An uncommon form of folliculitis is due to an infection with herpes viruses. This form of folliculitis can be caused by an infection by herpes simplex viruses 1 and 2 and is found in areas adjacent to a primary cold sore. It is spread by shaving. These lesions appear as grouped or scattered vesicles.[19, 20]

Varicella-zoster virus may present with exclusive follicular involvement.  Most patients present with erythematous hyperkeratotic papules in a dermatomal distribution; however, dissemination can occur in immunocompromised patients.[21] In contrast to the characteristic lesions seen in most herpes infections, vesicles typically do not occur. Biopsy is often required to confirm the diagnosis.[20]

Folliculitis can also have a noninfectious etiology caused by follicular trauma or occlusion or may be idiopathic. For example, pseudofolliculitis barbae, also known as shaving or razor bumps, occurs primarily in the bearded area of African American males or other racial groups with thick, coarse, curly hair.[29] This condition is not a folliculitis per se, but rather a perifolliculitis that arises as a result of the hair reentering the skin adjacent to its exit point from the follicle. The hair then acts as a foreign body and incites inflammation. The inflammation can spontaneously resolve if the hair is extracted or it can become associated with a chronic foreign body granulomatous reaction and may result in scarring.

Acne keloidalis nuchae is a similar condition that arises on the neck and occipital region of the scalp. This condition tends to be more chronic and has greater potential for scarring.[27]

Acute generalized exanthematous pustulosis and anticonvulsant hypersensitivity syndrome both manifest as an acute onset of a discrete pustular eruption arising shortly after beginning therapy with various medications. Although the eruption that occurs in acute generalized exanthematous pustulosis is often differentiated from anticonvulsant hypersensitivity syndrome by having nonfollicular-based pustules, either condition can have follicular or nonfollicular-based pustules.

Papulopustular drug eruption due to EGF-R is a relatively new entity and consists of a follicular eruption on the face, chest, and upper back that occurs approximately 2 weeks after initiation of chemotherapy. It is seen in up to 90% of patients taking EGF-R inhibitors, and its presence correlates to a positive response to chemotherapy.[7, 8, 22] Effective management can be critical to compliance with the anticancer treatment regimen.

The last noninfectious folliculitis to be discussed is eosinophilic folliculitis. It manifests as intensely pruritic pustules and can occur in at least 3 different clinical situations. The first is the original description of eosinophilic pustular folliculitis, also known as Ofuji disease. It arises in Japanese males at an average age of 30 years. The lesions initially begin as discrete papules and pustules that eventually coalesce to form circinate plaques composed of a peripheral rim of pustules with central clearing; however, granulomatous lesions have also been described.[6] These lesions appear cyclically on the face, back, and extensor surfaces of the arms and spontaneously resolve in 7-10 days. Often, peripheral eosinophilia is present.[13]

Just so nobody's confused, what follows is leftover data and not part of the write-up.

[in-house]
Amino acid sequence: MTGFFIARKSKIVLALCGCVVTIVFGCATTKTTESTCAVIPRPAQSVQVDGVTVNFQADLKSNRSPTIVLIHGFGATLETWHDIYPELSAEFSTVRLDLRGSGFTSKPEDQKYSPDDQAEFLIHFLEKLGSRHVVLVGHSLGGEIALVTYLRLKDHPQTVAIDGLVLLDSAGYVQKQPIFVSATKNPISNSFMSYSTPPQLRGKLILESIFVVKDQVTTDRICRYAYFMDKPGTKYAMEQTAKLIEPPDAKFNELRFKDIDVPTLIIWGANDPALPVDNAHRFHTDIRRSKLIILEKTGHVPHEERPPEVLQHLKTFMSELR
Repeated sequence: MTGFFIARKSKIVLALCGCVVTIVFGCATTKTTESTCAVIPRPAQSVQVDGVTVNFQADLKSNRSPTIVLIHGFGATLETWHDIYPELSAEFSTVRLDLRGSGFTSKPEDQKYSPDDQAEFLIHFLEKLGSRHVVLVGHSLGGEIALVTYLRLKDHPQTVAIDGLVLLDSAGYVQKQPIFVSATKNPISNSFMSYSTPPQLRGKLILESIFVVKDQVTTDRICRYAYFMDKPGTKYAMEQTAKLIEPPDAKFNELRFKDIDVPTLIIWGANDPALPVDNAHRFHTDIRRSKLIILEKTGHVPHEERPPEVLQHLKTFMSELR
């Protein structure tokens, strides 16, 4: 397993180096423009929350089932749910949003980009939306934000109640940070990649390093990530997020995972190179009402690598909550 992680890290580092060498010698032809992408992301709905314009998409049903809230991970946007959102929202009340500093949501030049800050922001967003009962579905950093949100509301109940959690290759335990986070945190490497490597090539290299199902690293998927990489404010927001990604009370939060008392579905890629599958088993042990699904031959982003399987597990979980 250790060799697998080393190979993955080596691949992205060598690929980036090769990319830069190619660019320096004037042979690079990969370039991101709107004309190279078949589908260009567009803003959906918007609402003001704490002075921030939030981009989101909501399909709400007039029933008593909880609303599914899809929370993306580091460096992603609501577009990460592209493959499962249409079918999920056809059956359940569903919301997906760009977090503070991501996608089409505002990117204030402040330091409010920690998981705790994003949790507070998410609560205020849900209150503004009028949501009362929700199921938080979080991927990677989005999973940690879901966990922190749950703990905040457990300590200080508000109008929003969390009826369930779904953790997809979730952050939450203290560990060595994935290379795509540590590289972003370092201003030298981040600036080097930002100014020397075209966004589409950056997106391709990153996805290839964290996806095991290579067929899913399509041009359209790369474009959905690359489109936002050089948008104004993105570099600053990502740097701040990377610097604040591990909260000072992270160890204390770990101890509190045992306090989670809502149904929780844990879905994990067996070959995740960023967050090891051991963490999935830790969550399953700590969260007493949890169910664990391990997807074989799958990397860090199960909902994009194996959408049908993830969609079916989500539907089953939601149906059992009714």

A second form of eosinophilic folliculitis arises in patients with AIDS and other conditions that result in immunosuppression.[23] This form is seen most often in adult males with a CD4+ count of less than 300 cells/μL. It is persistent and does not form an annular pattern. The lesions tend to favor the face, scalp, and upper trunk.[4] Eosinophilic folliculitis may also occur after antiretroviral therapy, possibly through macrophage activation.[5]

The last form of eosinophilic folliculitis occurs in infants. It is more common in male infants and usually is self-limited; however, as in Ofuji disease, it may follow a cyclic course lasting months to years. Unlike the adult form, the lesions primarily affect the scalp and eyebrows and are often associated with secondary crusting. This form may also be associated with peripheral eosinophilia.

In 2010, a report described hypertrophic scars from surgical staples that mimicked folliculitis.[24]

Complications

Complications from folliculitis are uncommon; however, persistent and deep folliculitis can result in cellulitis, furunculosis, scarring, sinus tract formation, and permanent hair loss.

 

DDx

 

Workup

Laboratory Studies

Laboratory studies are typically not obtained because diagnosis is usually made based on history and physical examination findings alone. In cases resistant to standard therapy, cultures, Gram stain, potassium chloride (KOH) preparation, and biopsy are the diagnostic tests of choice.

Gram stain and bacterial culture are best performed by unroofing an entire pustule with a No. 15 blade and depositing material onto a glass slide and a sterile cotton swab. In typical cases, Gram stain shows gram-positive cocci, and culture grows S aureus. Pseudomonas species can be cultured from the pustules of hot tub folliculitis.

Nasal culture of family members to look for S aureus colonization may be needed in chronic cases.

KOH inspection, fungal culture, or both can be useful for diagnosing dermatophyte infections. Pityrosporum yeast forms are best appreciated on biopsy specimens in cases of Malassezia (Pityrosporum) folliculitis.

Viral culture or biopsy assists in the identification of folliculitis caused by herpes simplex virus.

A small punch biopsy (3-4 mm) of an active lesion should be performed in atypical cases or in patients resistant to standard treatments.

A complete blood cell count often reveals leukocytosis and eosinophilia, with elevated immunoglobulin E levels in patients with eosinophilic folliculitis.

Procedures